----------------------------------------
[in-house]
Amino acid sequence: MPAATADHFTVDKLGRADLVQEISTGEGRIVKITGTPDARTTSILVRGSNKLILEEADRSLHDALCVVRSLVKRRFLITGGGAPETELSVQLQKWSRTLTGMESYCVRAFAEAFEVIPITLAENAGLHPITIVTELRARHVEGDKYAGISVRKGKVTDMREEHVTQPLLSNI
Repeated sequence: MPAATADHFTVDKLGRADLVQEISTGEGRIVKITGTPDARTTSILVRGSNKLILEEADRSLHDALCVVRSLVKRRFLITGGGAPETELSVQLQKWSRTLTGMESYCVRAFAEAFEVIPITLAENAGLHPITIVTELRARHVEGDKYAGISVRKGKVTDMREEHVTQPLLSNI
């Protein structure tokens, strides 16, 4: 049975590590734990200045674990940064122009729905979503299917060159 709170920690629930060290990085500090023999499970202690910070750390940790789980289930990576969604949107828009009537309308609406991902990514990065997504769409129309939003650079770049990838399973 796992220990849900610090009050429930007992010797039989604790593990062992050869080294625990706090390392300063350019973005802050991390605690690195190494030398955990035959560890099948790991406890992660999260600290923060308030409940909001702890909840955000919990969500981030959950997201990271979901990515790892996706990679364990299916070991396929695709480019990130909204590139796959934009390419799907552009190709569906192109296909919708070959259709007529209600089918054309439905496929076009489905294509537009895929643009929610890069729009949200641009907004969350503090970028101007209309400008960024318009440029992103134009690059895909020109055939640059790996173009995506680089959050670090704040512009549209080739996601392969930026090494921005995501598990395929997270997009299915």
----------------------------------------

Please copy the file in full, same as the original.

[in-house]
Amino acid sequence: MPAATADHFTVDKLGRADLVQEISTGEGRIVKITGTPDARTTSILVRGSNKLILEEADRSLHDALCVVRSLVKRRFLITGGGAPETELSVQLQKWSRTLTGMESYCVRAFAEAFEVIPITLAENAGLHPITIVTELRARHVEGDKYAGISVRKGKVTDMREEHVTQPLLSNI
Repeated sequence: MPAATADHFTVDKLGRADLVQEISTGEGRIVKITGTPDARTTSILVRGSNKLILEEADRSLHDALCVVRSLVKRRFLITGGGAPETELSVQLQKWSRTLTGMESYCVRAFAEAFEVIPITLAENAGLHPITIVTELRARHVEGDKYAGISVRKGKVTDMREEHVTQPLLSNI
């Protein structure tokens, strides 16, 4: 049975590590734990200045674990940064122009729905979503299917060159 709170920690629930060290990085500090023999499970202690910070750390940790789980289930990576969604949107828009009537309308609406991902990514990065997504769409129309939003650079770049990838399973 796992220990849900610090009050429930007992010797039989604790593990062992050869080294625990706090390392300063350019973005802050991390605690690195190494030398955990035959560890099948790991406890992660999260600290923060308030409940909001702890909840955000919990969500981030959950997201990271979901990515790892996706990679364990299916070991396929695709480019990130909204590139796959934009390419799907552009190709569906192109296909919708070959259709007529209600089918054309439905496929076009489905294509537009895929643009929610890069729009949200641009907004969350503090970028101007209309400008960024318009440029992103134009690059895909020109055939640059790996173009995506680089959050670090704040512009549209080739996601392969930026090494921005995501598990395929997270997009299915």